Last Updated:Friday - 09/24/2010
April 7, 2003
This is why I believe this is a just war
Look at Saddam's atrocities at home, admonishes writer
SPECIAL TO THE WCR
Recently, I've been asked how I, as a professed Christian, can support the war in Iraq, and it is indeed true that a great many Christians worldwide, including Pope John Paul, are strongly opposed to the Coalition of the Willing's operation to disarm and depose Saddam Hussein by force.
I have profound respect for the Holy Father. However, I also believe that he and the Vatican, and other Christians opposing the war, are profoundly mistaken on this issue. I have to ask where is their compassion for the thousands of Iraqis being murdered and tortured by Saddam's regime?
The December 2001 Report of the International Commission on Intervention and State Sovereignty endorsed the policy of humanitarian intervention, stating: "sovereign states have a responsibility to protect their own citizens from avoidable catastrophe, but when they are unwilling or unable to do so, that responsibility must be borne by the broader community of states.
In an instance where predation is directed at those unable to defend themselves, the use of necessary force is a moral imperative, and to not act would represent abject moral failure.
Saddam Hussein has been responsible for an estimated 1 million deaths over the past 30 years - several hundred thousand more or less directly - a toll that is ongoing. Arbitrary arrests and killings are commonplace in Iraq.
We hear eyewitness accounts of bodies stacked like cordwood in Iraqi prisons. The British government has compiled a dossier documenting, among many other tortures and human rights abuses, that Saddam's political prisoners are kept in coffin-size metal boxes until they confess or die.
Each box has a tap for water and a floor made of mesh to allow the detainees to defecate. Others are kept in cells that were originally built as dog kennels. Families of executed prisoners are invoiced for the cost of the bullets used.
In the event of hostile demonstrations, official standing orders are to kill 95 per cent of demonstrators and to leave 5 per cent for interrogation.
Iraqi police interrogation methods include the use of eye gouging, Piercing of hands with electric drills, having acid poured into open wounds, suspension from the ceiling by the wrists for hours blindfolded and stripped, electric shock to the genitals, ears, tongue and fingers, broken bottles inserted into the victim's anus, being gradually lowered into acid vats, and starvation. Saddam has issued a series of decrees establishing penalties such as amputation, branding, cutting off of ears, or other forms of mutilation. There is an account of the secret police torturing a two-year-old girl, half-crushing her feet. Children of a family arrested by Saddam's Republican Guard were forced to watch while their parents were interrogated under torture.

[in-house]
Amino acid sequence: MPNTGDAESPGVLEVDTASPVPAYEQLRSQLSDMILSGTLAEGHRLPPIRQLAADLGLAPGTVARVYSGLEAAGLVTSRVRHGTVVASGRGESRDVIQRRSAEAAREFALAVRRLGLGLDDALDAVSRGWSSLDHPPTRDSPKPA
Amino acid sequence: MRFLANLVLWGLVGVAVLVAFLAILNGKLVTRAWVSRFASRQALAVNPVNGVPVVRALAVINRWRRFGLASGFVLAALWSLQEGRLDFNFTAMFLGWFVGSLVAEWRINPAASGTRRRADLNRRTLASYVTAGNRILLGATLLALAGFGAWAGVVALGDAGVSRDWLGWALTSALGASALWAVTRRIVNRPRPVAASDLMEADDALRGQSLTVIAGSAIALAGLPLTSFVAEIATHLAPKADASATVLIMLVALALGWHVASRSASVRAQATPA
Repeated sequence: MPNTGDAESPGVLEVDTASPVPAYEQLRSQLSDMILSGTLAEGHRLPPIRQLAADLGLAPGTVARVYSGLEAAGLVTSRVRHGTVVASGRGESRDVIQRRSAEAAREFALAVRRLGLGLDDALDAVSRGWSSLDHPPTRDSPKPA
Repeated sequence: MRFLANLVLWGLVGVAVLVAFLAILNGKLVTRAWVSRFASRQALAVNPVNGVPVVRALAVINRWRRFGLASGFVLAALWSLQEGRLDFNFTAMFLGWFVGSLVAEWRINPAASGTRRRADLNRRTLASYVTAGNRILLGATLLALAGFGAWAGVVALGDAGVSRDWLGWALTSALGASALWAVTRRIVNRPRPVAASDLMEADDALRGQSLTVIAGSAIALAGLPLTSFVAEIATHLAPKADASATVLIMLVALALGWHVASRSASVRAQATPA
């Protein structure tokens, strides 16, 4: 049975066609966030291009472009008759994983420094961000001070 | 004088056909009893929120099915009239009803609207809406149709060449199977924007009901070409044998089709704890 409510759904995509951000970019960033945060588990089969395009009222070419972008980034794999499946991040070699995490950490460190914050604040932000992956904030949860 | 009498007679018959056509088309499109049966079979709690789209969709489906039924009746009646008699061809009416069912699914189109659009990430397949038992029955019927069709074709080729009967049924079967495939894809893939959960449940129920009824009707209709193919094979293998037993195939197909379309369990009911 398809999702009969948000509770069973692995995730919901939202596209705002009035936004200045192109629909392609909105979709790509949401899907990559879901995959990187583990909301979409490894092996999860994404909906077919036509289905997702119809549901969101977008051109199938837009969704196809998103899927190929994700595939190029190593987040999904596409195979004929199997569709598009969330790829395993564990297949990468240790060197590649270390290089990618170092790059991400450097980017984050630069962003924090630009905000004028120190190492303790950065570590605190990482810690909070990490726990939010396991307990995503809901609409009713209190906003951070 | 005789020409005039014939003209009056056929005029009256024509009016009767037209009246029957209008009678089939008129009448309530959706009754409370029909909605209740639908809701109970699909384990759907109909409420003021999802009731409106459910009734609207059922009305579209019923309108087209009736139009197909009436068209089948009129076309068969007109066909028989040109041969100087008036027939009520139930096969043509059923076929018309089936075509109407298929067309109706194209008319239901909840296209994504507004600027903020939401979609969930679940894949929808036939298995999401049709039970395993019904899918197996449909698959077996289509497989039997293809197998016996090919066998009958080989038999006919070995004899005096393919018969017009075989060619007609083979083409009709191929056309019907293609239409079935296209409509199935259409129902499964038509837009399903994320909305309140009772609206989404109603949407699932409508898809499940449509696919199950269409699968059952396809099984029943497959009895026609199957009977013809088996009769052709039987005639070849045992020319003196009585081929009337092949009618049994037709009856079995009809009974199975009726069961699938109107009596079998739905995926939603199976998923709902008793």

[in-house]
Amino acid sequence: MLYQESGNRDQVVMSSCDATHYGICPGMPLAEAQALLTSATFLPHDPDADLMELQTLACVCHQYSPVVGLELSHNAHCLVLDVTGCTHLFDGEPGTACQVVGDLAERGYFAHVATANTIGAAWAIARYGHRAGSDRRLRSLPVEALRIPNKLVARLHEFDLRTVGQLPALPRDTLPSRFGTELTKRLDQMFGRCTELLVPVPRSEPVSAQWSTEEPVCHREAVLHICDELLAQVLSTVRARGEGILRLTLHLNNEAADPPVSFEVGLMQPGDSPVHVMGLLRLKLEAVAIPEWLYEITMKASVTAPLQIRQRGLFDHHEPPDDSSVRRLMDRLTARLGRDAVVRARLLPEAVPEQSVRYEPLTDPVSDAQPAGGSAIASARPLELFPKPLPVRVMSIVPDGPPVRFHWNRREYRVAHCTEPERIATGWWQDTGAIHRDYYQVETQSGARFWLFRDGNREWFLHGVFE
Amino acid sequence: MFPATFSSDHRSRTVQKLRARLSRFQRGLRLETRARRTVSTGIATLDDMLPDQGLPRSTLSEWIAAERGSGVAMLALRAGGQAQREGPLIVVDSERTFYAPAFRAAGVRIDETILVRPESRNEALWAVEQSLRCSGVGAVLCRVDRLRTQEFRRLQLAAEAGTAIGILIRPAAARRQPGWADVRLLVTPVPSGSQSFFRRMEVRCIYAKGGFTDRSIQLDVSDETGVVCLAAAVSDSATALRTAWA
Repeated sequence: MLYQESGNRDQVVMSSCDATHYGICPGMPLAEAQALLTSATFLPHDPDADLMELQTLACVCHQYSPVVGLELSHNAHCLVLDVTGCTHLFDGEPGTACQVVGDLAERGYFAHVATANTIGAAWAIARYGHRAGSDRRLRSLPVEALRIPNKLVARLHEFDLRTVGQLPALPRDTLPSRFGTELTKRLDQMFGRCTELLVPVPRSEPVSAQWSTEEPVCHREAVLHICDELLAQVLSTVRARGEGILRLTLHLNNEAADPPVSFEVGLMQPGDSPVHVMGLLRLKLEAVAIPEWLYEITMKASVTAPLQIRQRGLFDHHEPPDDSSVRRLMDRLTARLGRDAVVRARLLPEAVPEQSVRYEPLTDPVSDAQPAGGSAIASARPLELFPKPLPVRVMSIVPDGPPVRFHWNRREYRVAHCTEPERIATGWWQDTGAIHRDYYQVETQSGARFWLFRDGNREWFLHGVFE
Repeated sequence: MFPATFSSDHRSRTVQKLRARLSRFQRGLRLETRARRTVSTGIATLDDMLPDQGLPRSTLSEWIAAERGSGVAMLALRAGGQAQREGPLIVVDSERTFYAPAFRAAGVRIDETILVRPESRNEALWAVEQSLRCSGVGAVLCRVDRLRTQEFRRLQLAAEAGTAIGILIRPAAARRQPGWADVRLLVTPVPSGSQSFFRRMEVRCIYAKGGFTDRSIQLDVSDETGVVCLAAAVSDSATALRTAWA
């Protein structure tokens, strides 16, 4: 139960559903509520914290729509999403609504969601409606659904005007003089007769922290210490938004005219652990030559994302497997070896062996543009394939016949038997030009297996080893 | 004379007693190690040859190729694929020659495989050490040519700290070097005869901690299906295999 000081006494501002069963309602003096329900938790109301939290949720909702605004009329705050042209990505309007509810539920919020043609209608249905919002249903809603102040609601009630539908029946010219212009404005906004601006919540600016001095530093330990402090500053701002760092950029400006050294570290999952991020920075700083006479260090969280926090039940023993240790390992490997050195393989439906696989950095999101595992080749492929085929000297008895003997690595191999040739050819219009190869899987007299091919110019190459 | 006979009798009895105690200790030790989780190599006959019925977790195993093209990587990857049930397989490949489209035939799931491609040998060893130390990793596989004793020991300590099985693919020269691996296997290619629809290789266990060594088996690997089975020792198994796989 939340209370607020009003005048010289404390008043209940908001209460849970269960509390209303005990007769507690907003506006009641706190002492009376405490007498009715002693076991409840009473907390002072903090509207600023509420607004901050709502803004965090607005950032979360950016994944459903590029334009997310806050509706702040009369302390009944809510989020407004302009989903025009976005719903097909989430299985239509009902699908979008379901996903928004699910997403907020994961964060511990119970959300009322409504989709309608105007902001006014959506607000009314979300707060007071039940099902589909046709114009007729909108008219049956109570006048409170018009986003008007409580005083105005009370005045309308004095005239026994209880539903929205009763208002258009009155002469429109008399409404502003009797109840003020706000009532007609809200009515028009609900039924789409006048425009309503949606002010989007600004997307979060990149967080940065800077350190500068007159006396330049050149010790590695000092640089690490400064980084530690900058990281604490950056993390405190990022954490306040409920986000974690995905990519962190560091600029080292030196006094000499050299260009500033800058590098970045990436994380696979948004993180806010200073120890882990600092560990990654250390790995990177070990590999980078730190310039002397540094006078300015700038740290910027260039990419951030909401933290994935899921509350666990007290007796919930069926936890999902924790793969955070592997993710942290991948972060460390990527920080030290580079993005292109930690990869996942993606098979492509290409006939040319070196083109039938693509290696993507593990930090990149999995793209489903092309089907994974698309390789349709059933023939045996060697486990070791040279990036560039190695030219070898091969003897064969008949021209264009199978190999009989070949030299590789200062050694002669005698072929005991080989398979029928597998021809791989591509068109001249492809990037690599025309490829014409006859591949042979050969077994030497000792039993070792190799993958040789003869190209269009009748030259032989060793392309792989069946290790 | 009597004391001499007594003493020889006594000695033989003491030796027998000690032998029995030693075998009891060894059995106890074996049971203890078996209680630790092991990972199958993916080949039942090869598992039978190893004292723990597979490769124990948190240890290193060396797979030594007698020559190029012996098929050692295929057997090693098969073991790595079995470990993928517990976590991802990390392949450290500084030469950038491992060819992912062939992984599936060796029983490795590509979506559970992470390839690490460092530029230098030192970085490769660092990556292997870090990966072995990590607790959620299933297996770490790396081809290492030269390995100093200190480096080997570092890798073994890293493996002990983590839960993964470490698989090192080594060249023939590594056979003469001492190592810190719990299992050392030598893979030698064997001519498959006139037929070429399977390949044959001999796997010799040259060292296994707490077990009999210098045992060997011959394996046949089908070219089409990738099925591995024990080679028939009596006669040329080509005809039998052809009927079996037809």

A chemical weapons attack on the town of Halabja in northern Iraq resulted in the death of up to 5,000 people. Amnesty International listed 38 methods of torture used by the Iraqis during the occupation of Kuwait in 1991, including beatings, breaking of limbs, extracting finger and toenails and subjecting detainees to mock executions.
Udayy Saddam Hussein Saddam's elder son (who is reputed to be worse than his father) has been frequently accused of serial rape and murder of young women, and maintained a private torture chamber, known as "al-Ghurfa al-Hamra" (the Red Room), disguised as an electricity installation, in a building on the banks of the Tigris.
A CTV newsman recently related an anecdote about Udayy watching people being ground to hamburger in some sort of diabolical torture machine for entertainment. Udayy also ordered the national football team to be caned on the soles of their feet after losing a World Cup qualifying match.
Saddam's younger son, Qusayy Saddam Hussein. as head of the Iraqi internal security agencies, has permitted and encouraged the endemic use of torture, including rape and the threat of rape.
The Iraq Research and Documentation Project at Harvard University reports female prisoners are routinely raped by Saddam's card carrying (literally) professional rapists. In October 2000, dozens of women accused of prostitution were beheaded without any judicial process, together with men accused of pimping. The wives of dissidents have been either killed or tortured in front of their husbands in order to obtain confessions from their husbands.
Stomach turning yet? There's more - much more - but I think we've amply qualified avoidable catastrophe, and predation directed at those unable to defend themselves. Peace and non-violence are not unassailable virtues, and in some instances war is a moral imperative, and pacifism a moral dead end.